On November 21, the U. S. District Court for the Northern District of Illinois denied a defendant debt collection company’s motion for summary judgment and granted plaintiff’s motion for summary judgment in an FDCPA suit. According to the opinion, the plaintiff sent a letter to the defendant disputing the accuracy of the information being reported to the credit reporting agency, saying the amount of the debt was incorrect. The defendant received the letter on February 1, 2021, and on February 3, the defendant reported the debt to the CRA, but failed to note that the debt was disputed. The CRA then communicated information about plaintiff’s debt to additional third parties. The next reporting cycle for the plaintiff’s account closed on March 3, 2021. At that time, the defendant correctly reported that plaintiff’s debt was disputed. The defendant explained that although the servicer received the plaintiff’s dispute letter on February 1, 2021, “no one was able to analyze, process, and review” it until February 4, 2021, by which time it had already reported the debt to the CRA.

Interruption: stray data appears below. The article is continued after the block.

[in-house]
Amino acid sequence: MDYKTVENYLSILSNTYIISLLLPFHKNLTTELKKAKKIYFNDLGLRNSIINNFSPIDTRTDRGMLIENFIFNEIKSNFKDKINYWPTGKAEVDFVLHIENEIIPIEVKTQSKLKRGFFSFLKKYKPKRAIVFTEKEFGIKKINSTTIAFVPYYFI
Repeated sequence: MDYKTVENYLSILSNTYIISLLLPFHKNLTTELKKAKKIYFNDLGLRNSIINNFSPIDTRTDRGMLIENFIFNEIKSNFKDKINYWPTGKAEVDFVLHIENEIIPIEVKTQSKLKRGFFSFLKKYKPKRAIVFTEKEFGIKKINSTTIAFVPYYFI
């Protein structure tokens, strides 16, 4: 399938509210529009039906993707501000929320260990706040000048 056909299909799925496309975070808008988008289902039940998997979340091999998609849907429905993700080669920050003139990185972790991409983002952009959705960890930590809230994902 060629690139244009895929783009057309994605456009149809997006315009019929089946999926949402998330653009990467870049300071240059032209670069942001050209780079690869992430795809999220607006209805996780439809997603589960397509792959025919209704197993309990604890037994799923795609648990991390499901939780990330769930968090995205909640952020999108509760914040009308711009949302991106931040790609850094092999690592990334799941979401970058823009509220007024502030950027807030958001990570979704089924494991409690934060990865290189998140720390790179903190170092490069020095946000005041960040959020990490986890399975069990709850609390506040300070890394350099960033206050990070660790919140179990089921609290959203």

The defendant argued that it can take up to seven business days for its credit review team to review a dispute letter that it receives, and information about a disputed debt may be communicated to third parties in the interim. The defendant also argued that the plaintiff lacked standing to sue because there was no negative impact on her credit score as a result of the dispute not being transmitted.

According to the court, the defendant’s “system tolerates the communication of false information in cases where disputes arrive at its doorstep at the close of its monthly reporting periods, and it lacks procedures for promptly correcting information it later discovers was false at the time it was communicated to a third party.” The court also found that the plaintiff’s constitutional standing does not depend on proof of damage to her credit score.